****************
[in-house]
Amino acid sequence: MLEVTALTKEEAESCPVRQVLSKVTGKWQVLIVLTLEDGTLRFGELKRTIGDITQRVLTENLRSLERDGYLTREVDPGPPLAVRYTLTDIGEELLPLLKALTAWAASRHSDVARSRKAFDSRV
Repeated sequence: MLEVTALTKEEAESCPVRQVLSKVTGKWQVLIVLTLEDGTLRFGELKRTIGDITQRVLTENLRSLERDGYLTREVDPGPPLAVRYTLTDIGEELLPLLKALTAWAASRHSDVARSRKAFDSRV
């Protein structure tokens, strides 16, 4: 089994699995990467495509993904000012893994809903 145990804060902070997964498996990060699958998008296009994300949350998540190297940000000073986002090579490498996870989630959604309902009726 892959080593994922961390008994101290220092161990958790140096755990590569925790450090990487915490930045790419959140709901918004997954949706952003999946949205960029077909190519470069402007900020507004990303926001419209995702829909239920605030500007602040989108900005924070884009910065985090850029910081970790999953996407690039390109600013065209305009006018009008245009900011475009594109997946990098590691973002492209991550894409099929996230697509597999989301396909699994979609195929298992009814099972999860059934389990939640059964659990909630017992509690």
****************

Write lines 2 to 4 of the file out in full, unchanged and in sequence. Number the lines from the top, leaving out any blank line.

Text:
Amino acid sequence: MLEVTALTKEEAESCPVRQVLSKVTGKWQVLIVLTLEDGTLRFGELKRTIGDITQRVLTENLRSLERDGYLTREVDPGPPLAVRYTLTDIGEELLPLLKALTAWAASRHSDVARSRKAFDSRV
Repeated sequence: MLEVTALTKEEAESCPVRQVLSKVTGKWQVLIVLTLEDGTLRFGELKRTIGDITQRVLTENLRSLERDGYLTREVDPGPPLAVRYTLTDIGEELLPLLKALTAWAASRHSDVARSRKAFDSRV
């Protein structure tokens, strides 16, 4: 089994699995990467495509993904000012893994809903 145990804060902070997964498996990060699958998008296009994300949350998540190297940000000073986002090579490498996870989630959604309902009726 892959080593994922961390008994101290220092161990958790140096755990590569925790450090990487915490930045790419959140709901918004997954949706952003999946949205960029077909190519470069402007900020507004990303926001419209995702829909239920605030500007602040989108900005924070884009910065985090850029910081970790999953996407690039390109600013065209305009006018009008245009900011475009594109997946990098590691973002492209991550894409099929996230697509597999989301396909699994979609195929298992009814099972999860059934389990939640059964659990909630017992509690």